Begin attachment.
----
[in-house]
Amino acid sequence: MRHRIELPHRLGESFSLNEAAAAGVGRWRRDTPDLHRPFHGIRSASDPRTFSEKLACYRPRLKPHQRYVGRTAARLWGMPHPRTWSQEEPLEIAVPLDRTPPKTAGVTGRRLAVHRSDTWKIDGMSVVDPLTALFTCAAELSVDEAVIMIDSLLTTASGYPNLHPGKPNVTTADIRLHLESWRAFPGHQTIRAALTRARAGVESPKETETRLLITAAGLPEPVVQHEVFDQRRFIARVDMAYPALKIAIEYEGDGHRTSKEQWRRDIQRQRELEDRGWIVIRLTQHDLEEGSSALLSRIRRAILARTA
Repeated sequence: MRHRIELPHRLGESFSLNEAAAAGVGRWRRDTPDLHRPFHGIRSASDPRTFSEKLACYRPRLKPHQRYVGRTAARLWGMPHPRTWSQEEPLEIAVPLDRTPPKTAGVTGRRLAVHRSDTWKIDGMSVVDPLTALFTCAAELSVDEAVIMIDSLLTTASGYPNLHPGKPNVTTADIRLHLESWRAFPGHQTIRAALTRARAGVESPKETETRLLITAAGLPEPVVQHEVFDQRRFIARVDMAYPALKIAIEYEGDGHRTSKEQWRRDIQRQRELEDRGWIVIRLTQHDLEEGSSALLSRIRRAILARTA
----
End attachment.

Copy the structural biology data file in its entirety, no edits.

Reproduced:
[in-house]
Amino acid sequence: MRHRIELPHRLGESFSLNEAAAAGVGRWRRDTPDLHRPFHGIRSASDPRTFSEKLACYRPRLKPHQRYVGRTAARLWGMPHPRTWSQEEPLEIAVPLDRTPPKTAGVTGRRLAVHRSDTWKIDGMSVVDPLTALFTCAAELSVDEAVIMIDSLLTTASGYPNLHPGKPNVTTADIRLHLESWRAFPGHQTIRAALTRARAGVESPKETETRLLITAAGLPEPVVQHEVFDQRRFIARVDMAYPALKIAIEYEGDGHRTSKEQWRRDIQRQRELEDRGWIVIRLTQHDLEEGSSALLSRIRRAILARTA
Repeated sequence: MRHRIELPHRLGESFSLNEAAAAGVGRWRRDTPDLHRPFHGIRSASDPRTFSEKLACYRPRLKPHQRYVGRTAARLWGMPHPRTWSQEEPLEIAVPLDRTPPKTAGVTGRRLAVHRSDTWKIDGMSVVDPLTALFTCAAELSVDEAVIMIDSLLTTASGYPNLHPGKPNVTTADIRLHLESWRAFPGHQTIRAALTRARAGVESPKETETRLLITAAGLPEPVVQHEVFDQRRFIARVDMAYPALKIAIEYEGDGHRTSKEQWRRDIQRQRELEDRGWIVIRLTQHDLEEGSSALLSRIRRAILARTA